Days after a Haitian man was found dead in Quebec near an irregular border crossing, groups held a vigil in his honour and called for changes to rules regarding migrants.
The body of 44-year-old Fritznel Richard was discovered earlier this month. Police say he appears to have died of hypothermia. Richard had been reported missing to the Montreal police in late December but a search for him was called off on Dec. 29 because police believed he had entered the U.S.
After spending a little more than a year in the province, Richard was attempting to return to the United States to be with his family, who had left Quebec a few months prior.
In a recent interview, Richard's wife told CBC News the couple struggled to make ends meet in the Montreal area, due to delays in obtaining a work permit and rising costs of food and housing.
The vigil in Richard's honour was held on Sunday evening in front of a federal immigration building in downtown Montreal.
"We wanted to show support for Fritznel Richard's family, his wife, his children, his community," said Nazila Bettache, who is part of the Caring for Social Justice Collective and helped organize Sunday's gathering.
"But [we wanted to] also show a message that we don't want to normalize border deaths. We don't want to stay silent in the face of this brutal injustice."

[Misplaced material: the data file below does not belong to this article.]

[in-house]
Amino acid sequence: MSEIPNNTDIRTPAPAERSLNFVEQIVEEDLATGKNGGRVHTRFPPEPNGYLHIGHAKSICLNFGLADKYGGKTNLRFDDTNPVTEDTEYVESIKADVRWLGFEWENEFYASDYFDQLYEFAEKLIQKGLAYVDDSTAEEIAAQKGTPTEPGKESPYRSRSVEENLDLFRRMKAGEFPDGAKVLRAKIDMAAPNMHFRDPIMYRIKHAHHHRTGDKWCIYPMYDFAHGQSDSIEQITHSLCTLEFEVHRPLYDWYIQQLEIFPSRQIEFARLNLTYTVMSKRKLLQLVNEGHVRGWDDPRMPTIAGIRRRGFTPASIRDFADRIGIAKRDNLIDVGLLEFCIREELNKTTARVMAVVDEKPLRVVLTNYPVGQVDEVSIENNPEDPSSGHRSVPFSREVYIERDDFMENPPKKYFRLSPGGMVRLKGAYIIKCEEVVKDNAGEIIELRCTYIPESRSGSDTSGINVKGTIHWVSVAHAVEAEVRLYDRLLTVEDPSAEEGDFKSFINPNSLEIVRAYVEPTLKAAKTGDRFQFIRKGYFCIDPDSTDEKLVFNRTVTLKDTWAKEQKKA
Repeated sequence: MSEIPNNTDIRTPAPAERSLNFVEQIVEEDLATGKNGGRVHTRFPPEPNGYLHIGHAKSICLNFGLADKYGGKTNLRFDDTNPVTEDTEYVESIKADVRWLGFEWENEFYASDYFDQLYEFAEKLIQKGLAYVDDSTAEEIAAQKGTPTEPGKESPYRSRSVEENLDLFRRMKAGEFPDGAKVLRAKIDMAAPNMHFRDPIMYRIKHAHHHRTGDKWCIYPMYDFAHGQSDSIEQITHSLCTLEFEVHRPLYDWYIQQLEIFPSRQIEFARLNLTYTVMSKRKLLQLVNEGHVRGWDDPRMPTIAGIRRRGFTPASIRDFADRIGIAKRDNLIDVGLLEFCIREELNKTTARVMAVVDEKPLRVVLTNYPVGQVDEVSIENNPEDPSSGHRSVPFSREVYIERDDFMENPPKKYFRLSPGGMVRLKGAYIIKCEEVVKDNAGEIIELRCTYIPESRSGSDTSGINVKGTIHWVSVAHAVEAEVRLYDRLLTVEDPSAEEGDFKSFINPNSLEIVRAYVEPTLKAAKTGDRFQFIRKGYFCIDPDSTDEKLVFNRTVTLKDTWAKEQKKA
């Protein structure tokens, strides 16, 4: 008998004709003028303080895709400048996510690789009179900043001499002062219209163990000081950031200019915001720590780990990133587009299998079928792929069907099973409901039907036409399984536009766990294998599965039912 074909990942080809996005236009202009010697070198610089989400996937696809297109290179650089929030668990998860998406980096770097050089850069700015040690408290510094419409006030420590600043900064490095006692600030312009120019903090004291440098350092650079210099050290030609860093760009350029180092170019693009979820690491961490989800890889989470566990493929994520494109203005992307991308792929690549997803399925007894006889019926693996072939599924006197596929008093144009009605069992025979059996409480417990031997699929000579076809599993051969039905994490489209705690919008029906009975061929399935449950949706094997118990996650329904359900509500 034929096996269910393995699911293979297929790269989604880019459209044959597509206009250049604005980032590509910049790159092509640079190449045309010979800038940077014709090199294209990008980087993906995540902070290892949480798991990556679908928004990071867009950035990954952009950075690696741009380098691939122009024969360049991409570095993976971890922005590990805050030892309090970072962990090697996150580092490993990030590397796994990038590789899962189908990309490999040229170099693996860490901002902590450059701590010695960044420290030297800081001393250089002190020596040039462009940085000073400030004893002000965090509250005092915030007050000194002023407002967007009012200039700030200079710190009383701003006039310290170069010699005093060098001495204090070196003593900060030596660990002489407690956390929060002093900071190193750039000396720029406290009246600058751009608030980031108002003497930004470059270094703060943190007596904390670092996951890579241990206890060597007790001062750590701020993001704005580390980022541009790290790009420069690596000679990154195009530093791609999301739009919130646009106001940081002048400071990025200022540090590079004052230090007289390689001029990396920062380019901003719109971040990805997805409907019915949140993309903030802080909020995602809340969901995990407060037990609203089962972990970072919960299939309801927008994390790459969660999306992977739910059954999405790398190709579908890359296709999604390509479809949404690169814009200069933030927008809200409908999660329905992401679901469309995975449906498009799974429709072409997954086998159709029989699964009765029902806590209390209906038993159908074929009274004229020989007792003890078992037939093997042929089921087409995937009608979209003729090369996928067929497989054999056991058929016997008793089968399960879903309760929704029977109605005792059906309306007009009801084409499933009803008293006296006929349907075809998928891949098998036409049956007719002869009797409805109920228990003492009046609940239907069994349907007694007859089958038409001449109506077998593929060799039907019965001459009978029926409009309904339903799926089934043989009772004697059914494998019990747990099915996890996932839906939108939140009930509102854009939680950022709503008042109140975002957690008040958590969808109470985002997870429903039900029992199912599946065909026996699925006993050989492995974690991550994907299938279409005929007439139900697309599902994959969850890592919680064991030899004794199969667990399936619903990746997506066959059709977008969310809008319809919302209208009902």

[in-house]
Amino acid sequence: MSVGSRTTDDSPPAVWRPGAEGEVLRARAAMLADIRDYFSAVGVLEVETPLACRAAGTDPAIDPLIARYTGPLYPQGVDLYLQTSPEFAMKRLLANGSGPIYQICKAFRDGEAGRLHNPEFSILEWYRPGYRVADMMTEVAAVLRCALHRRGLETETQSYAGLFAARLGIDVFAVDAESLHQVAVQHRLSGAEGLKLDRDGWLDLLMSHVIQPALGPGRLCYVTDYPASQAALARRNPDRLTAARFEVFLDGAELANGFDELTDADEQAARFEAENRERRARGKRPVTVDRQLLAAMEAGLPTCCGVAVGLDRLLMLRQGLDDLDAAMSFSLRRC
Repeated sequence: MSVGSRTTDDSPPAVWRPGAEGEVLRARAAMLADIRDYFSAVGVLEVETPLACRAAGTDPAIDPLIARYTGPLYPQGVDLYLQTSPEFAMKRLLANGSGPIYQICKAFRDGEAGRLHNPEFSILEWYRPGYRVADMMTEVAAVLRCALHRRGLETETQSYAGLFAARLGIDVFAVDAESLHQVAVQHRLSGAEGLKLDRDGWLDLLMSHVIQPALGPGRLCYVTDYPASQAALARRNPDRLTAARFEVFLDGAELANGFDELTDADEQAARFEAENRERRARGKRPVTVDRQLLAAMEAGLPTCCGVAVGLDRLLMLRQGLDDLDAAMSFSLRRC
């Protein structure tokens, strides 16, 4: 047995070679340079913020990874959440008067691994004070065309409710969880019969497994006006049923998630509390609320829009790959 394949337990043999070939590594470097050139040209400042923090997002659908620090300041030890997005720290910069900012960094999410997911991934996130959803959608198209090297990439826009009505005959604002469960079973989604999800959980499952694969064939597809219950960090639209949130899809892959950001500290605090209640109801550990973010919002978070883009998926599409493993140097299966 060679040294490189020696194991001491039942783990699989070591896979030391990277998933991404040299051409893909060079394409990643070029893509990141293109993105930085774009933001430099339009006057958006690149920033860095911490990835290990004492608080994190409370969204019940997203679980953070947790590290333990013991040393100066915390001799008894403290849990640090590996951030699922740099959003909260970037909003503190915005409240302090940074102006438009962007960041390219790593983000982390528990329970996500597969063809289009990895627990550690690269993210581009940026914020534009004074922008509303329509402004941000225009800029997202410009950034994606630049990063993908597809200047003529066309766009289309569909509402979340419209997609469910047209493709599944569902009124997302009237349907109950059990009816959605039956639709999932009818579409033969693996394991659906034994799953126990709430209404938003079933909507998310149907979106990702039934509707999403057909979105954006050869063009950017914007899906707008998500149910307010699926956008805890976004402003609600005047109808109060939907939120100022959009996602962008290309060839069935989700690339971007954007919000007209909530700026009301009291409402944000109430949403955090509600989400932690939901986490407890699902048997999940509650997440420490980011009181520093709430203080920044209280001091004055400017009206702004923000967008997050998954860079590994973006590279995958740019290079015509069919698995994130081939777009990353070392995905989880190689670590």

WATCH | Bettache explains what needs to change to avoid border deaths:
Bettache says unfair border policies around the world are forcing people in search of a better life to take risks.
"Migrants are forced to travel dangerous journeys at the cost of their lives," she said.
Solidarity Without Borders was also present at the vigil. Together, the groups reiterated their calls for all newcomers — regardless of how they enter the country — to be given permanent resident status in order to ease their transition into Canada.
Aboubacar Kane, of Solidarity Without Borders, said Richard's death could have been avoided if asylum seekers were given enough resources to build a new life.
"We want immigration laws to change be adapted to today's reality," he said. "It would be good to really accept them at the same level [as other permanent immigrants] and, really, with all of the love and compassion that's needed."
The pandemic has lengthened delays for asylum seekers to obtain work permits, putting them in precarious situations, Kane said.
Migrants have died before while trying to cross the border. In 2019, a man from the Dominican Republic was found dead in Canada near Roxham Road, the Washington Post reported. In January 2022, the bodies of four Indian migrants were found in Manitoba near the U.S. border.